- The Washington Times - Friday, September 25, 2009

BALTIMORE | Chesapeake Bay cleanup efforts could serve as a model for restoration efforts nationwide, a top EPA official told a gathering of environmental lawyers Thursday.

“This is worth watching not only for purposes of understanding the administration’s approach to the Bay, but also as a possible harbinger of new approaches to water quality management more generally across the country” said Scott Fulton, the Environmental Protection Agency’s acting deputy administrator and general counsel.

The federal agency is developing a restoration strategy in response to an executive order earlier this year by President Obama, who put the federal government at the head of efforts previously led by the states.

The EPA official spoke at an American Bar Association meeting in Baltimore, where he noted the impact on the Bay from suburban and urban areas as well as farms. Mr. Fulton said urban and suburban runoff pollution is the fastest growing source of Bay pollution and possibly the most significant, although agricultural runoff remains the largest source of Bay pollution.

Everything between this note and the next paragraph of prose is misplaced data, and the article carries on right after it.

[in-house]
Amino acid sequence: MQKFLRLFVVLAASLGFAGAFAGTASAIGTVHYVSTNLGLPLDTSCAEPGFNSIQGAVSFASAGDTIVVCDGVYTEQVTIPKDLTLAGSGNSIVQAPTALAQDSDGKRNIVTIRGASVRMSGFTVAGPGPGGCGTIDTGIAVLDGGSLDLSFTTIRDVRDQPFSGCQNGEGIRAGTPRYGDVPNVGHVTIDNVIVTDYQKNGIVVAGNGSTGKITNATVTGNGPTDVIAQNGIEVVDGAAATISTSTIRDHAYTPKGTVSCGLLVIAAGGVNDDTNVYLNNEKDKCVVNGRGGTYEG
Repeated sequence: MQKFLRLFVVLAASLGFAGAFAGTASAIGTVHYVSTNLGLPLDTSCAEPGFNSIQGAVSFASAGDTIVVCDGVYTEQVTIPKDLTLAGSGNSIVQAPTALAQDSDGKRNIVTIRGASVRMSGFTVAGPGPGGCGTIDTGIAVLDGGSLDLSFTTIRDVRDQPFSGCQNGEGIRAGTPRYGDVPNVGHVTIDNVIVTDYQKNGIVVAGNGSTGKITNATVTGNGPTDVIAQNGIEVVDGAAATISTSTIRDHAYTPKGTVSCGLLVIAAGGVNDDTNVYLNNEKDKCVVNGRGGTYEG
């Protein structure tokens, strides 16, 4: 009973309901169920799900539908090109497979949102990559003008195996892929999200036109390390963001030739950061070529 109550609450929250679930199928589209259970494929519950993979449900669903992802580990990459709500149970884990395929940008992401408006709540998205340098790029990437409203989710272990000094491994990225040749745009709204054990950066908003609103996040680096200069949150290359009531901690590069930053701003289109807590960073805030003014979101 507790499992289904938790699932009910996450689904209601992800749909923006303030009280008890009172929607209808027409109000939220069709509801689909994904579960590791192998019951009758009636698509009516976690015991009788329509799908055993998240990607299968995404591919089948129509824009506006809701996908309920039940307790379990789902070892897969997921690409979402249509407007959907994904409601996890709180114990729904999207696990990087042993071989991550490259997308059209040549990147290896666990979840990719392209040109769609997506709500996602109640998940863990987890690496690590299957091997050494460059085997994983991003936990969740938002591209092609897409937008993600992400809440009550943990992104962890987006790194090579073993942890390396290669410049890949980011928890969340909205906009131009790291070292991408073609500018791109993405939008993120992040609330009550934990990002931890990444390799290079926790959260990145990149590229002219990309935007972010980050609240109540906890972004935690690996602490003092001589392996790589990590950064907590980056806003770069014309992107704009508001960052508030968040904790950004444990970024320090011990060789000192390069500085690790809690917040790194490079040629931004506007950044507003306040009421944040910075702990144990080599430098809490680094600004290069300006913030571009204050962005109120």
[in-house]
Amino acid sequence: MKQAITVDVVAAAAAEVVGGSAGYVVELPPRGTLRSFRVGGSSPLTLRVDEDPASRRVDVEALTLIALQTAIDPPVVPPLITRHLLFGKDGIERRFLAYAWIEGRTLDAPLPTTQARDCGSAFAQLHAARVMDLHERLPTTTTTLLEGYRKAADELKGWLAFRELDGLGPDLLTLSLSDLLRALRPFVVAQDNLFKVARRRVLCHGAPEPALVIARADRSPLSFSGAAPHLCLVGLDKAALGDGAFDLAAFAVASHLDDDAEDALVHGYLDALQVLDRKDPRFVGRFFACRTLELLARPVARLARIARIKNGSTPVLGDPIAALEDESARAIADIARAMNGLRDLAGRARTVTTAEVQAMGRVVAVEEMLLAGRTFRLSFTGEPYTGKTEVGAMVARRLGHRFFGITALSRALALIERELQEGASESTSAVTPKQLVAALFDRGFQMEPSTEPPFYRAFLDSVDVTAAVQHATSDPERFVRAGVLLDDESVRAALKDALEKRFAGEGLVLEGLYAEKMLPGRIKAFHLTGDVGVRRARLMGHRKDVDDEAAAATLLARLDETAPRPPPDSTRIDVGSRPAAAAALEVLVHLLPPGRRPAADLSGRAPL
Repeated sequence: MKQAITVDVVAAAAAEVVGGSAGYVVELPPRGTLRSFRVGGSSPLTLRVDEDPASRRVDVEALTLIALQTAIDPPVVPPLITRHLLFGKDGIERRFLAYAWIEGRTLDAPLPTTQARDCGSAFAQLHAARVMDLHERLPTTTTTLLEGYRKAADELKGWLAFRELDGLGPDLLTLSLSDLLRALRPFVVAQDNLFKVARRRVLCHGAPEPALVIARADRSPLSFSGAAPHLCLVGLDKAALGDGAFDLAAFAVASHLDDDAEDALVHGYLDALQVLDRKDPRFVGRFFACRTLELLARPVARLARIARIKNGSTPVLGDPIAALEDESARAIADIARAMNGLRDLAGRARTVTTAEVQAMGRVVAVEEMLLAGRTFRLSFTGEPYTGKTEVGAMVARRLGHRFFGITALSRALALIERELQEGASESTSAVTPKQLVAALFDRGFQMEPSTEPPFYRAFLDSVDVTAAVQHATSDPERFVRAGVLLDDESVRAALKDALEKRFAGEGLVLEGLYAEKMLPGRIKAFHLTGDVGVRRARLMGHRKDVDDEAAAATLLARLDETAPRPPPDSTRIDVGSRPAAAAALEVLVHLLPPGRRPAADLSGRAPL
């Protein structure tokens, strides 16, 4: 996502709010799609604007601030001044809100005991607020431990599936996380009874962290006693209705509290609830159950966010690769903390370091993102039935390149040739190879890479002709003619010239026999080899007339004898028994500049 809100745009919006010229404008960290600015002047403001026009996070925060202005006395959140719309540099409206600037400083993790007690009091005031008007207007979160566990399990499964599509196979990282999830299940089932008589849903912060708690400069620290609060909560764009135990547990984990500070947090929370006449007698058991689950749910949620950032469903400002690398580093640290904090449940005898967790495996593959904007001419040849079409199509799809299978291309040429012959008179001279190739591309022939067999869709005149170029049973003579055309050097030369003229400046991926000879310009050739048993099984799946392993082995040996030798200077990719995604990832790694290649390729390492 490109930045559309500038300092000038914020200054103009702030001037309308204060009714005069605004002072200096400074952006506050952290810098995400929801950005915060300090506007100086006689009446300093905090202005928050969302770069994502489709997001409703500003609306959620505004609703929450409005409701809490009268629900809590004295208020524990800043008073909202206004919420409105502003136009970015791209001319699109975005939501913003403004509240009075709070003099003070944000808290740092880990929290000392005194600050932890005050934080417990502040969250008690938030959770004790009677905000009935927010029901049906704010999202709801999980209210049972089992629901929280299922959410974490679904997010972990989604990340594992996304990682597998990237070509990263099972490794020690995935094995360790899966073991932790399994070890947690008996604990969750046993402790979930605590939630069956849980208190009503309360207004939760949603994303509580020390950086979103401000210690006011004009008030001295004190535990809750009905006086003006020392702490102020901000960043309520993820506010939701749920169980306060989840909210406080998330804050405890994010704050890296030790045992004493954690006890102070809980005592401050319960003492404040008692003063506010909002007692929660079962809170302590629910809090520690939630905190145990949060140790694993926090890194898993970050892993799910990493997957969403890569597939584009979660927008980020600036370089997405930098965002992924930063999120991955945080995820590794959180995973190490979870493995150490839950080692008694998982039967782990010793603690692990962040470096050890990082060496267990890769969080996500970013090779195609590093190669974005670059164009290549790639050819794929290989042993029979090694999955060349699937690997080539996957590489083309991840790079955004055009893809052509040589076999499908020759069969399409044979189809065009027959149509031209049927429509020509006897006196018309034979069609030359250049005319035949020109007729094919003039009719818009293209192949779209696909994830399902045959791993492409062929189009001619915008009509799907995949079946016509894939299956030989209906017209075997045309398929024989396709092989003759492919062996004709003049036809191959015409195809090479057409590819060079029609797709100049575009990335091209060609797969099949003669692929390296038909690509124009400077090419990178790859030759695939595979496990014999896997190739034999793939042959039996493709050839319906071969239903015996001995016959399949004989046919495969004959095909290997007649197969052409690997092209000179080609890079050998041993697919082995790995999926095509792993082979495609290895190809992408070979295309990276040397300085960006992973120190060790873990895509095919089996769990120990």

Mr. Fulton said EPA officials hope “our work in the Bay and other watersheds will point to more broadly transferable tools” for dealing with water quality, on which the administration is bullish.

“So, stay tuned on this front,” Mr. Fulton said.

Earlier this month, the EPA and other agencies issued drafts upon which its strategy will be based.

Mr. Fulton said the draft report on water quality includes some of the more significant potential changes to existing programs and shows the EPA’s intent to hold states more accountable through increased oversight, enforcement and policies.

Recommendations in the draft reports include expanded regulation of large-scale animal farms and municipal stormwater runoff, and requirements that increases in pollution be offset by reductions from other sources. The EPA said it was working with Chesapeake Bay states and the District of Columbia to establish limits for nitrogen, phosphorus and sediments. States would have to develop detailed plans on how to reduce levels of those pollutants.

Jody Freeman, a White House energy and climate adviser, on Thursday noted environmentalists went “zero for five” in cases before the Supreme Court this year and said she expected future environmental gains would come from Congress or the use of laws already on the books.

“I think that where we’re all heading to is to Congress and the use of existing authority,” she said.

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